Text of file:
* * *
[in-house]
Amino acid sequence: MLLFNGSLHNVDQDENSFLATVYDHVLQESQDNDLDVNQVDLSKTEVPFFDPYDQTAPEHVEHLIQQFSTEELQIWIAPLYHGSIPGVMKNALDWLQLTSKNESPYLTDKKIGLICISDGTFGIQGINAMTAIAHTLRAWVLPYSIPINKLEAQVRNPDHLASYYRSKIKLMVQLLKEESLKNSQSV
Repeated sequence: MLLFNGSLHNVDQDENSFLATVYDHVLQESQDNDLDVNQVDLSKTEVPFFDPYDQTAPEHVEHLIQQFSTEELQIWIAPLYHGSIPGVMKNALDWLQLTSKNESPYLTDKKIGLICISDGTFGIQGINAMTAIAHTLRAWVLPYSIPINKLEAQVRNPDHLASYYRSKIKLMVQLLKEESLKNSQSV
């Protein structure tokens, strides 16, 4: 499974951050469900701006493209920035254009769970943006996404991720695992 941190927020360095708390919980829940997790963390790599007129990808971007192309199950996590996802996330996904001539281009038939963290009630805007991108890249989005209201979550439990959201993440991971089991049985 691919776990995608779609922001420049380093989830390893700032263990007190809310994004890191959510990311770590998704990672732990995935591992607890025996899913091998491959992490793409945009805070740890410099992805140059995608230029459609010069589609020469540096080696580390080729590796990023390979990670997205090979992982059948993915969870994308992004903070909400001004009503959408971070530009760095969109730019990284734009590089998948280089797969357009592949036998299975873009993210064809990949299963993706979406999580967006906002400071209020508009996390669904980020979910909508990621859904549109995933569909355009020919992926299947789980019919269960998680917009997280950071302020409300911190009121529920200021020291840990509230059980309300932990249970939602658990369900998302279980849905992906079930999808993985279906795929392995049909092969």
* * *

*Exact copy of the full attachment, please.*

[in-house]
Amino acid sequence: MLLFNGSLHNVDQDENSFLATVYDHVLQESQDNDLDVNQVDLSKTEVPFFDPYDQTAPEHVEHLIQQFSTEELQIWIAPLYHGSIPGVMKNALDWLQLTSKNESPYLTDKKIGLICISDGTFGIQGINAMTAIAHTLRAWVLPYSIPINKLEAQVRNPDHLASYYRSKIKLMVQLLKEESLKNSQSV
Repeated sequence: MLLFNGSLHNVDQDENSFLATVYDHVLQESQDNDLDVNQVDLSKTEVPFFDPYDQTAPEHVEHLIQQFSTEELQIWIAPLYHGSIPGVMKNALDWLQLTSKNESPYLTDKKIGLICISDGTFGIQGINAMTAIAHTLRAWVLPYSIPINKLEAQVRNPDHLASYYRSKIKLMVQLLKEESLKNSQSV
């Protein structure tokens, strides 16, 4: 499974951050469900701006493209920035254009769970943006996404991720695992 941190927020360095708390919980829940997790963390790599007129990808971007192309199950996590996802996330996904001539281009038939963290009630805007991108890249989005209201979550439990959201993440991971089991049985 691919776990995608779609922001420049380093989830390893700032263990007190809310994004890191959510990311770590998704990672732990995935591992607890025996899913091998491959992490793409945009805070740890410099992805140059995608230029459609010069589609020469540096080696580390080729590796990023390979990670997205090979992982059948993915969870994308992004903070909400001004009503959408971070530009760095969109730019990284734009590089998948280089797969357009592949036998299975873009993210064809990949299963993706979406999580967006906002400071209020508009996390669904980020979910909508990621859904549109995933569909355009020919992926299947789980019919269960998680917009997280950071302020409300911190009121529920200021020291840990509230059980309300932990249970939602658990369900998302279980849905992906079930999808993985279906795929392995049909092969």